New Orleans Getting New Biodiesel Buses
WASHINGTON, D.C. --- United States Senator Mary Landrieu (D-LA) announced that the Federal Emergency Management Agency (FEMA) has agreed to give the New Orleans Regional Transit Authority (RTA) $44 million to replace 204 buses and 31 vans that were destroyed by flooding during Hurricane Katrina.
This agreement has been reached after a long effort on behalf of RTA and other parties to work for changes in a FEMA policy mandating that lost items be replaced with comparable equipment, rather than new vehicles. The standing FEMA policy would have resulted in RTA receiving 204 buses that were 12 years old, to match the age of the vehicles they were replacing. Instead, FEMA has agreed to designate the money for as many as 115 new biodiesel buses, which cost about $380,000 each. The funds may also be used to diversify the fleet with the purchase of shuttles, small buses and vans to better serve the city.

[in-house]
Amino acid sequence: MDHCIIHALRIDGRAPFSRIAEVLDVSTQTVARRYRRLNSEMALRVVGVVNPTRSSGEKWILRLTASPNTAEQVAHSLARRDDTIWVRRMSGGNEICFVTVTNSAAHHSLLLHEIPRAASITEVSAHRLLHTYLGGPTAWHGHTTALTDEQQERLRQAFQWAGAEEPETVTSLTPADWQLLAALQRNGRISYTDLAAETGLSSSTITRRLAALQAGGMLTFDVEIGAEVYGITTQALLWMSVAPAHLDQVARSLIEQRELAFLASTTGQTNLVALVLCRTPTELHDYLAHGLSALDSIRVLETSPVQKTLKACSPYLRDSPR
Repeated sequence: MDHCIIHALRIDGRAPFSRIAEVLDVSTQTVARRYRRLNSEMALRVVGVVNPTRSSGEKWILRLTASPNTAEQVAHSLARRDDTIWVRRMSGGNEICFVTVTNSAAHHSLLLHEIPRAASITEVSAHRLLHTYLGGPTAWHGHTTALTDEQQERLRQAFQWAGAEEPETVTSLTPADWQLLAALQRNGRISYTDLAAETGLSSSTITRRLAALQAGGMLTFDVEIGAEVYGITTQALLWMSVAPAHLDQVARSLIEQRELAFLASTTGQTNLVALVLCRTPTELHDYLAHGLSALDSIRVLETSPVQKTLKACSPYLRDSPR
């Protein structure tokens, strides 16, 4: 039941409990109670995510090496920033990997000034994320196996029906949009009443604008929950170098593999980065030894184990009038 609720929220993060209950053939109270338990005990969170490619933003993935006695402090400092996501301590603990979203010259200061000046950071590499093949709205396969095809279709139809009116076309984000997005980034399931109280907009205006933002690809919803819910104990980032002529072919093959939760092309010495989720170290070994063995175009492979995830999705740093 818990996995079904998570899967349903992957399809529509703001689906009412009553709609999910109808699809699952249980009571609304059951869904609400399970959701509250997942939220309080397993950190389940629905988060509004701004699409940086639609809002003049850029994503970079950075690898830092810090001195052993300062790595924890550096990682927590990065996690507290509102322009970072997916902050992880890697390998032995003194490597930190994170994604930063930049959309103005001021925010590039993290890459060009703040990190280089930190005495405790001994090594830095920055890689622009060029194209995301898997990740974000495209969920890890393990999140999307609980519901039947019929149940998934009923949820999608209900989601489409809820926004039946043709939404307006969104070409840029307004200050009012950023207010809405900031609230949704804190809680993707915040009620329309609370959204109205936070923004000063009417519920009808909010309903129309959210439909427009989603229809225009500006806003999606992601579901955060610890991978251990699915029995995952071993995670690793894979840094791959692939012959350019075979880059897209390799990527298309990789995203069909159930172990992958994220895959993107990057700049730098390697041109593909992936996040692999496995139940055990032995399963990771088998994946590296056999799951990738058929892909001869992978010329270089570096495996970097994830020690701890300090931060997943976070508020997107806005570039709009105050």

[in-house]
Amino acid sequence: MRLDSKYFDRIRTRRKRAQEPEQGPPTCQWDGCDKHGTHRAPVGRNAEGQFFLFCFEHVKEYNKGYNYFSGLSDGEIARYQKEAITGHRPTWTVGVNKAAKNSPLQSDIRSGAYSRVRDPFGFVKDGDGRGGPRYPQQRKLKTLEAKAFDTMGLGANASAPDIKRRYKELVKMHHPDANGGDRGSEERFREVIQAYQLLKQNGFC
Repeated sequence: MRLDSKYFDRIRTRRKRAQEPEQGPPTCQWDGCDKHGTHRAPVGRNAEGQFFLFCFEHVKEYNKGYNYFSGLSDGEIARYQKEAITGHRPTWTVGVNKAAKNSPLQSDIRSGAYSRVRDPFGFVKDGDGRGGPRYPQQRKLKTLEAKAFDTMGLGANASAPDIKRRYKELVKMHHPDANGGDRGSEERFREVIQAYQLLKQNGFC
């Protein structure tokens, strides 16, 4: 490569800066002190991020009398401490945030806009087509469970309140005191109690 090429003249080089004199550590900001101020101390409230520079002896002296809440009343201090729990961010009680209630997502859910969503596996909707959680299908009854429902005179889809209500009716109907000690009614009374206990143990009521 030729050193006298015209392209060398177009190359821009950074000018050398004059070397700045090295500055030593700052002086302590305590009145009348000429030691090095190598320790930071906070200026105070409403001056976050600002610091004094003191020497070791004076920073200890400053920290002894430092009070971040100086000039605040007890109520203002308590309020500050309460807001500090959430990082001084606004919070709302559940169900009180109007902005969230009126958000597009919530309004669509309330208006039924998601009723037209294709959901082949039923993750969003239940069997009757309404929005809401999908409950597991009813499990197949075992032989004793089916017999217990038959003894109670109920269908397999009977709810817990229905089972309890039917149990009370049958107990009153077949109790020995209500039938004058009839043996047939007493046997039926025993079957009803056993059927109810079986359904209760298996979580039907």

"I am so glad that FEMA has agreed to replace the RTA fleet with the type of buses that are needed," Sen. Landrieu said. "The existing FEMA policy was not designed to handle the loss of an entire transit fleet, and putting forward millions of taxpayer dollars to find and purchase 10-year-old buses that would have required combined maintenance and replacement within a couple of years would not have been an effective use of government funds.
"I am very satisfied with the efforts that FEMA and RTA, as well as our political leaders, put forward to make this happen," said RTA Chairman Cesar Burgos. "I believe that this will enable us to supplement our fleet so that we can provide more reliable transportation to our riders. The critical point of this compromise is that we can actually use this money to go out and buy brand new buses, which was not the case before."